Tag: Jake Arrieta

Jake Arrieta Contract: Latest News, Rumors on SP’s Negotiations with Cubs

The Chicago Cubs are hoping to sign starting pitcher Jake Arrieta to a long-term deal before he hits free agency. 

Continue for updates.

Latest on Extension Negotiations

Thursday, Dec. 8

According to Jesse Rogers of ESPN Chicago, the 30-year-old’s agent, Scott Boras, believes this is the time to come to an agreement with the team, and a contract will be discussed in January.

Arrieta is in his third year of arbitration and is set to be a free agent after the 2017 season.

The Cubs acquired Arrieta in a trade from the Baltimore Orioles during the 2013 season. Since then, the right-hander has blossomed into one of the top pitchers in the game.

After a breakout 2014 season during which he had a 2.53 ERA in 25 starts, Arrieta took home his first Cy Young Award in 2015, when he posted a 22-6 record, 1.77 ERA and 236 strikeouts in 229 innings.

He followed that up with a strong 2016, as he won 18 games with a 3.10 ERA, finishing in the top 10 of the Cy Young Award voting for the third year in a row. He was also instrumental toward helping the Cubs bring home their first World Series title since 1908.

Just for good measure, Arrieta also won a Silver Slugger Award in 2016 after posting a .262 batting average with two home runs.

This is especially impressive considering how well he shut down all opposing hitters, per Jayson Stark of ESPN.com:

While Kyle Hendricks and Jon Lester also put together outstanding seasons for Chicago, Arrieta is still a valued member of the pitching staff, and the Cubs will likely want him around for as long as possible.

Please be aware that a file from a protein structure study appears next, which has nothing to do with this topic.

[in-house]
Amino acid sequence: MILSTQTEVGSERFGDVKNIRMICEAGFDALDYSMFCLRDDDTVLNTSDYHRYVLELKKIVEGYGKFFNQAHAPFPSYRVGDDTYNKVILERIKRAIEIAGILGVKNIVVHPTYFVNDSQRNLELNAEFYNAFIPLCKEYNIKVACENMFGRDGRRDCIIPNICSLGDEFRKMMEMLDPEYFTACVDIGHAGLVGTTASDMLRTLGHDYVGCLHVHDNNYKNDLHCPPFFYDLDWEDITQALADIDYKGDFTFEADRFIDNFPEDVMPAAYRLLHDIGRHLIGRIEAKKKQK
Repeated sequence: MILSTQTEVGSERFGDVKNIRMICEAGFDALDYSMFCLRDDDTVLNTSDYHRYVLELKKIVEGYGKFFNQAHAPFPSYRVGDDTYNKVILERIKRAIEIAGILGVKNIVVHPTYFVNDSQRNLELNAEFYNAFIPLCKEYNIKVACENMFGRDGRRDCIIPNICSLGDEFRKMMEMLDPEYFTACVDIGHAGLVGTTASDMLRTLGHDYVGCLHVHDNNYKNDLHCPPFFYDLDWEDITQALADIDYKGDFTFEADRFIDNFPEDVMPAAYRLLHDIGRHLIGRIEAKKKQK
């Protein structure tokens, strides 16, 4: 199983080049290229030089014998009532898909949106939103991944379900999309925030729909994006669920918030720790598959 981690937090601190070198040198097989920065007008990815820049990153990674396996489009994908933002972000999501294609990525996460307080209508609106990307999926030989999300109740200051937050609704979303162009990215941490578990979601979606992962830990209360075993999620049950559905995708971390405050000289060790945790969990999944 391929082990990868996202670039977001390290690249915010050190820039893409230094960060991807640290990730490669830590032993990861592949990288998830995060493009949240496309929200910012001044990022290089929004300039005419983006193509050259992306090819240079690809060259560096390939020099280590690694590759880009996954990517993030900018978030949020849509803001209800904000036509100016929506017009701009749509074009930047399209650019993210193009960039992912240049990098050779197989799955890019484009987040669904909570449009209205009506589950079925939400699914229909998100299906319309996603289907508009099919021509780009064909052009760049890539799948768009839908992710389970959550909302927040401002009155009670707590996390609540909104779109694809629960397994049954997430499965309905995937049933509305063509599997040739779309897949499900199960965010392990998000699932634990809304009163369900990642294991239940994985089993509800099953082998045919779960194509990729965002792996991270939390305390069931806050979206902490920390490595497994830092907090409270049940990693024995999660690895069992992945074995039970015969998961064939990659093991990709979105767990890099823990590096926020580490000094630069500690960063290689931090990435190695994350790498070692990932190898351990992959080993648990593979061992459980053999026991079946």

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Cubs Flaunt World Series Starter Edge on Back of Jake Arrieta’s Solid Game 2

The postseason of the bullpens ran into an everlasting truth in the first two games of the World Series.

The team with the better starting pitcher still wins most games. And the team with more good starting pitchers has an edge over the team that doesn’t have enough.

Officially, this World Series is tied at a win apiece after Wednesday night’s 5-1 Chicago Cubs victory in Game 2. Realistically, the Cubs have a significant edge over the Cleveland Indians for the same reason they had a big edge in Game 2.

Overall, their starting pitchers are better.

Maybe you didn’t see it in Game 1, because Corey Kluber is a true ace who was able to outpitch Cubs star Jon Lester. You sure did see it in Game 2, because while Cubs starter Jake Arrieta was a perfect fit for the assignment, Trevor Bauer was just an Indians version of Julio Urias or Kenta Maeda.

Remember them? They were the guys the Los Angeles Dodgers had to send to the mound in Games 4 and Game 5 of the NLCS after back-to-back shutouts put the Cubs in a 2-1 hole in the series.

Urias went 3.2 innings. The Dodgers lost big.

Maeda went 3.2 innings. The Dodgers lost big.

Soon enough, the Cubs were out of the hole and headed to the World Series.

So there the Cubs were Wednesday, trying to recover from their Game 1 loss to Kluber. They turned to Arrieta, who won a Cy Young Award last year. The Indians went to Bauer, who has talent but can’t always harness it.

Bauer went 3.2 innings. Guess who won big?

It helped, obviously, that Arrieta didn’t give up a hit for the first five innings. It helped that the Cubs had Kyle Schwarber, whose miraculous return looks more amazing by the day.

But on a night where the cold weather made pitching difficult, the Cubs had a starter who was up for the job. The Indians didn’t.

Arrieta threw too many pitches (98 in 5.2 innings), and he admitted to Fox Sports’ Ken Rosenthal that the cold weather kept him from getting a consistent feel of the ball.